So then how does a young jeweler earn that respect? One of the ways is to exhibit at large national fine craft shows. These shows are highly competitive to get into because they attract the best and the brightest. On the down side, they tend to be expensive for the exhibitors for these same reasons. Also, Erica told me how new artists have to establish their presence at these shows by attending for a few years consecutively before buyers trust enough to purchase. These jewelry pieces tend to be a bit more expensive and customers want to feel secure that the jeweler from whom they buy is going to be around for awhile just in case something happens to their purchase. After all, jewelry sold at these types of shows is meant to be worn, and it stands to reason that some breakage will occur. Despite some of these drawbacks of the larger shows, Erica feels that they are imperative for an up-and-coming artist to try to attend. Even if your work isn’t selling, you meet all of these other artists and see their work first hand. Jewelry is obviously a very tactile product – you need to feel its weight, and observe directly the quality of the soldering and the materials themselves. Erica said that when she first started getting into and attending these shows, besides actually selling product, the compliments from her peers were what really urged her to continue honing her craft.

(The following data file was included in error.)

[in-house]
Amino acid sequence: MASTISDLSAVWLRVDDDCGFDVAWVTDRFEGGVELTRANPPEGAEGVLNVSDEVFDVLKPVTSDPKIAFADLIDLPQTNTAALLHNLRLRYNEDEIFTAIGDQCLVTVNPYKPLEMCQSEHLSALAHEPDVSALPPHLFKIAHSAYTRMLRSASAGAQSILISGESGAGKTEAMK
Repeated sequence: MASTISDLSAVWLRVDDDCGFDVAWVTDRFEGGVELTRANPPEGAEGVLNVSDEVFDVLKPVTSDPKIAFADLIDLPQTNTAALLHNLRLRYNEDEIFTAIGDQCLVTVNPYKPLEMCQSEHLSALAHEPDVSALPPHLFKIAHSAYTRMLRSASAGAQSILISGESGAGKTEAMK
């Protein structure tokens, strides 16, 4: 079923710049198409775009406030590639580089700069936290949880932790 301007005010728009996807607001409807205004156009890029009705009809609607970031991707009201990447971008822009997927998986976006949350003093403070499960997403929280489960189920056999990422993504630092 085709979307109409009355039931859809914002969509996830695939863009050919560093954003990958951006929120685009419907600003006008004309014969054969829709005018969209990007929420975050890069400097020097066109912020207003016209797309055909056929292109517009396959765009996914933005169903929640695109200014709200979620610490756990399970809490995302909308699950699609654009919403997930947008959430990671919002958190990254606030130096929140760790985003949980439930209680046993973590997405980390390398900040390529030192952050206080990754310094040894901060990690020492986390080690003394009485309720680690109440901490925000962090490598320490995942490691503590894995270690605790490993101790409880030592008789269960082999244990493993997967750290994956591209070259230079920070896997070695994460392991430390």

Hone her craft she has! Erica is the 2014 winner of the Halstead Grant which began in 2006. Halstead is a huge jewelry supplier that started this award to propel the emerging careers of promising fine jewelry makers. One winner per year is awarded $5000 cash to use any way he or she chooses and $1000 worth of supplies. One of the things that separates the Halstead from other grants is that the winner does not have to repay their winnings. The application for the grant is a questionnaire consisting of ten questions which Erica responded to in approximately twenty pages. In essence, the questions and answers are a business plan. The idea is to determine who has a grasp of their market, process, and their product to the point that they can effectively formulate a strategy to be successful. Erica told me that she still refers to her answers if she feels that she’s spinning her wheels a bit. To have the appropriate solutions written down at her disposal is a huge asset in running a one- person studio business.